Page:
Debra Granik introduced Jennifer Lawrence to the world in Winter’s Bone in 2010, but unlike Lawrence, who has gone on to star in several blockbuster films, Granik prefers to avoid Hollywood’s sway and remain rooted in realism.
Born in Cambridge, Massachusetts, Granik grew up in the suburbs of Washington D.C. For college, she attended Brandeis, where she majored in politics and became interested in documentary film, democratic media, and feminism. Growing up as a self-described cliché of the East Coast Jewish liberal, Granik said she had a deep desire to “gain access to lives I can’t lead”.
After graduating, she made educational films for trade unions at the Massachusetts Division of Occupational Safety. The subjects of her films were carpal tunnel syndrome or teaching workers how to put on protective clothing. Granik recalled filming a pest controller in a Boston public housing project as he poked a ceiling panel and cockroaches fell on his head. “I loved the surrealism: it wasn’t Trainspotting, it wasn’t Bunuel, it was just a day in this man’s life, raining cockroaches,” she said in an interview with The Guardian.
Her ambition to make her own films occurred at the same time the indie filmmaking movement was booming in the late 80s and early 90s. “There were a lot of women filmmakers emerging at the time—Susan Seidelman, Jane Campion. Something that had seemed so mega and out of reach suddenly seemed doable.” But Granik felt she needed the structure of film school.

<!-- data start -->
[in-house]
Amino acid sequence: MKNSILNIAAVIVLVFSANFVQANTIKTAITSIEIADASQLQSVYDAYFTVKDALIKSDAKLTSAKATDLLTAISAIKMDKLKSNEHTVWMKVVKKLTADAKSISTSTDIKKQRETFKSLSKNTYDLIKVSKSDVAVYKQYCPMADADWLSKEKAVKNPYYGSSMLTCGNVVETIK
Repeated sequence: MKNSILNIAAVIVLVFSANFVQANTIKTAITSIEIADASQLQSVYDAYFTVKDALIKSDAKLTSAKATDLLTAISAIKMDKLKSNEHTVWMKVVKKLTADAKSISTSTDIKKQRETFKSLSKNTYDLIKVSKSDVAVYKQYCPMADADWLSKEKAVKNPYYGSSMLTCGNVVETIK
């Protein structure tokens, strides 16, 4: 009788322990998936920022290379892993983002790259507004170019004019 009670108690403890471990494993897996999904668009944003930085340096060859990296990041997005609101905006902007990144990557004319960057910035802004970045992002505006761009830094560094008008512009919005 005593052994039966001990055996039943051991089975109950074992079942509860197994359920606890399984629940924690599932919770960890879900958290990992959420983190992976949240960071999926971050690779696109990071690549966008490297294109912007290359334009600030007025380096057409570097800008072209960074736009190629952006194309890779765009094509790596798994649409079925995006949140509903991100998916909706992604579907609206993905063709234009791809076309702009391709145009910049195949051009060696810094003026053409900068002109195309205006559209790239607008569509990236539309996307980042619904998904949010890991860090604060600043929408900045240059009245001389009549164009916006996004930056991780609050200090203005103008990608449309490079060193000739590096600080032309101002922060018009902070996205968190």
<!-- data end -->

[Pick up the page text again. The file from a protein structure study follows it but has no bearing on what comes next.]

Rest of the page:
She got into NYU’s film program where she studied under Boris Frumin, who taught her minimalist and realist filmmaking. She cites Mike Leigh, Ken Loach, Shane Meadows, Laurent Cantent, and Abbas Kiarostami as major influences.
Granik is similar to her contemporary Kelly Reichardt in the sense that both work within the indie filmmaking model and even though they have achieved critical success, remain wary of Hollywood.
Instead, Granik prefers a set of indie tenents, handed down from teachers or learned from experience, which includes the “dayenu caveat.” “Dayenu” is a Passover song of gratitude and in Hebrew means, “It would have been enough for us.” “It is enough,” Granik said in an interview with Brandeis Magazine, “to just relish looking at the diversity of life. It is enough to look at what other people endure and suffer. It is enough to celebrate the folk wisdom of Haitian midwives, or whatever it is that blows your mind, and to create lasting evidence of that.”
Her fascination with everyday folk creates a filmmaker who is part documentarian and part social anthropologist. For Winter’s Bone, Granik spent months observing life in the Ozarks, where the film takes place. One of the scenes in the film features Ree Dolly (Lawrence) teaching her young siblings how to skin a squirrel and Granik had hunters in the local community come in to teach the actors how to kill and skin animals.
Made on a budget of $2 million dollars, Winter’s Bone premiered at the 2010 Sundance Film Festival, where it won the Grand Jury Prize. Released in theaters in June, the film made $14 million. With continued support from the critical community, it picked up steam through awards season and was nominated for four Academy Awards in 2011, including Lawrence’s first Best Actress nomination.